Approaches to Climate Change Impact Assessment

Changes to the climate and consequences for real world systems are typically investigated from either of two perspectives, these are commonly referred to as: ‘top-down’ or ‘bottom-up’ approaches.

The process of assessing climate change and its impacts involves the simulation of a range of different socio-economic and physical processes. Some of these processes are well known, others not. Hence for each modelling step researchers need to consider what is known, what is not known, and how can we attempt to represent any uncertainties that arise from gaps in knowledge. If the process of generating estimates of future climate change is seen as a chain of processes, the top-down and bottom-up approach defines where in this chain analysis begins.

Top-down approaches

Top-down approaches give information on the range of simulated plausible impacts.

Top-down analysis emphasises understanding the plausible impacts by attempting to represent different sources of uncertainty as it moves through the chain of processes, typically:

  1. representation of different emissions scenarios ,
  2. global climate model simulations ,
  3. a possible downscaling step, and
  4. assessing the range in outputs from a particular impact model (e.g. a rainfall-runoff model).

This type is the most common approach to investigating climate change impacts, and sometimes referred to as a ‘first generation’ type of impact and adaptation study.

Bottom-up approaches

Bottom-up approaches base their analysis on an understanding of existing pressures and demands on a system; – vulnerabilities to climate change are considered in context with non-climate factors.

The bottom-up approach starts with an attempt to identify the nature of climate risks that a system is exposed to under current climate. Often analysis considers other aspects that influence system performance, so that climate risks are not assessed in isolation of other demands on the system. With an understanding of what kind of changes to the climate, or under what circumstances the system becomes more vulnerable to climate changes, users can look to output from climate models to assess if there is high confidence in such conditions occurring and subsequently modify behaviour or conditions to alleviate pressures should such climate change eventuate.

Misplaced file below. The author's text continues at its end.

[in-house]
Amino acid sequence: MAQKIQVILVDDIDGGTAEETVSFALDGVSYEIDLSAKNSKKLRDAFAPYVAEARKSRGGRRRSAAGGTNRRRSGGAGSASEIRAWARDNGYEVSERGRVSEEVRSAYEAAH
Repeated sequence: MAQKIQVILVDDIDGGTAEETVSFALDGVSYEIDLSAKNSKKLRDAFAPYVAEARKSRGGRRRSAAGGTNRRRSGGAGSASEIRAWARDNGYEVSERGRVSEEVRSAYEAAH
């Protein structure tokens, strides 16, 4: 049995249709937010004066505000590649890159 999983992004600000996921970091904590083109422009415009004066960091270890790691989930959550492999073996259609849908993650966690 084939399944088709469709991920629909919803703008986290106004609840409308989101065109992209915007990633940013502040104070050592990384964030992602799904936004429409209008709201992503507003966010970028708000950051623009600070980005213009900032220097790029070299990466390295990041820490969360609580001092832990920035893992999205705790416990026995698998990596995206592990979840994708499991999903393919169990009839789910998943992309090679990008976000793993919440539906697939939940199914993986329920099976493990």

The bottom-up style of analysis represents a second generation type of analysis, reflecting emergent needs by the adaptation and vulnerability community to move away from ‘predict-then-act’ frameworks. For these disciplines, outputs from top-down methods may offer limited value when attempting to improve adaptive capacity or resilience to climate change; providing insights mainly into a likely range of impacts rather than on system sensitivities and typically ignores non-climate influences.

Which approach is most meaningful to your application?

In most cases, the intended application will dictate the approach most appropriate. If the research is investigating system responses under a changing environment, climate model based information provides useful aid in testing the system outside the observed climate boundaries in an exploratory manner. However, for applications that are strongly grounded in real-life situations and influenced by factors beyond the climate, a bottom-up approach is perhaps better suited, providing understanding about how a system may be sensitive to climate variability in combination with other existing pressures.

If viewing the impact study as a type of risk assessment , aspects of both perspectives are present where work involves continuous monitoring of its effectiveness with built-in opportunity to reflect on lessons learnt in a dynamic and iterative way.

Further information (external links - open in new window)

Do we need better predictions to adapt to a changing climate? > scientific paper Climate risk using modified uncertainty framework > scientific paper UNFCCC methods and tools for impact assessment > PDF report Improving climate model information for decision-making > scientific paper Robust adaptation to climate change > scientific paper

Page updated: 5th August 2016